Multichine 34/36 Cabin Boy. Made in New Zealand

It is very rewarding for us when we see one of our boats being built with a high degree of quality. This is the case with the MC34/36 being built by Howard and Noelle Bennet, from Dunedin, South Island, New Zealand. The determination of this couple in building their definitive boat where they intend to live must be the secret for such commitment. Our long time involvement with amateur construction has proven that this is the best road to success. A new trend, however, is the fact that those who create blogs to relate their constructions are the ones whose commitments use to go beyond limits.

This is the case of the Cabin Boy. The Bennets made a blog that is a pleasure to follow. Starting from the temporary shed they built, it becomes evident that they want to do a first class job. Watching carefully the details of the joinery employed in the fabrication of the bulkheads at the workbench it can be seen that they are made with the utmost care. They are also boosted by the privilege of living in such beautiful surroundings, a place that only for its sceneries compels people to adopt an adventurous life. The region where they are building the boat is of staggering beauty, and the photos they show are breathtaking. Their blog is: www.nzcabinboy.blogspot.com. They are also linked from our page of links: Multichine34/36 Cabin Boy. We are transcribing their most recent entry below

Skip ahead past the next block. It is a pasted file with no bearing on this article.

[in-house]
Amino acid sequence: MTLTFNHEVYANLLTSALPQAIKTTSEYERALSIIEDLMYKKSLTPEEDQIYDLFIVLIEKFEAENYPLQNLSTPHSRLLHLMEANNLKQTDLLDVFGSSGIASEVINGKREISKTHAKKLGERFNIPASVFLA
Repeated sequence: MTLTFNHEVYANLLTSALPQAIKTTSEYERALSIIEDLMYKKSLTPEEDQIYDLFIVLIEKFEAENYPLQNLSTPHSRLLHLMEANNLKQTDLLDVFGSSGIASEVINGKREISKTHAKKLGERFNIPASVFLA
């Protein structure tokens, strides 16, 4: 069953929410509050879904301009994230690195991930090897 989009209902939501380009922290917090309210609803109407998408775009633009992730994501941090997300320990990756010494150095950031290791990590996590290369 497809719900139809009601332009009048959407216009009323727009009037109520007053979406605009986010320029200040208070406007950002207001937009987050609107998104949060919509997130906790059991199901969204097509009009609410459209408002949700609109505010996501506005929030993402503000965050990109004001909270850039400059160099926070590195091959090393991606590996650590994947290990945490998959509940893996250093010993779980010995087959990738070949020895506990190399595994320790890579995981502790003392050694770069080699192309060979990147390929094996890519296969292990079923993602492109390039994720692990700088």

Now, what do you think that bit does?

And so the boat building began. Enthusiasm was brimming over - in fact Sam (the cat) was so overwhelmed by all the activity that he was forced to lie down and have a little sleep as the construction carried on around him! This apparent overwhelming desire to sleep on whatever happened to be being constructed meant great care had to be taken not to inadvertently epoxy him to any of the bits of boat that were starting to appear.

On a daily basis, sheets of marine grade plywood would disappear into the boat shed to be re-invented as - well generally I didn't have a clue what!

"How's your day been?" I'd ask when I arrived home from work.

"Great thanks," would come the reply. "How was yours?"

"Good thanks. So what have you been doing with yourself?" I know that must seem a bit like asking the bleedin' obvious but it was actually intended to elicit some sort of specific descriptor, if only to help me try to work out precisely what I was looking at. But no.

"I've been building a boat!" would come the answer. Yeah, thanks Howard, that was really helpful!

"Now what do you think that bit is?" Howard's finger would guide my gaze in the general direction of the latest strangely shaped assemblage.

So I'd study this lovingly constructed object that had been presented to me with such a sense of eager anticipation, hoping that just what it was would suddenly become blindingly obvious to me. However, after several minutes of intense study I'd invariably have to admit defeat.

"Well, I'm sure I should recognise it but I can't quite seem to work it out."

And so this continued until one evening I arrived home and wandered into the boat shed, pondering what shape would great me this time. 'How long should I pretend to be on the verge of working out what it is before admitting I don't know?' I thought to myself. I glanced up and stopped dead in my tracks. There in front of me was something that was undeniably the hull of a boat. It was upside-down, I grant you, but that shape was unmistakable.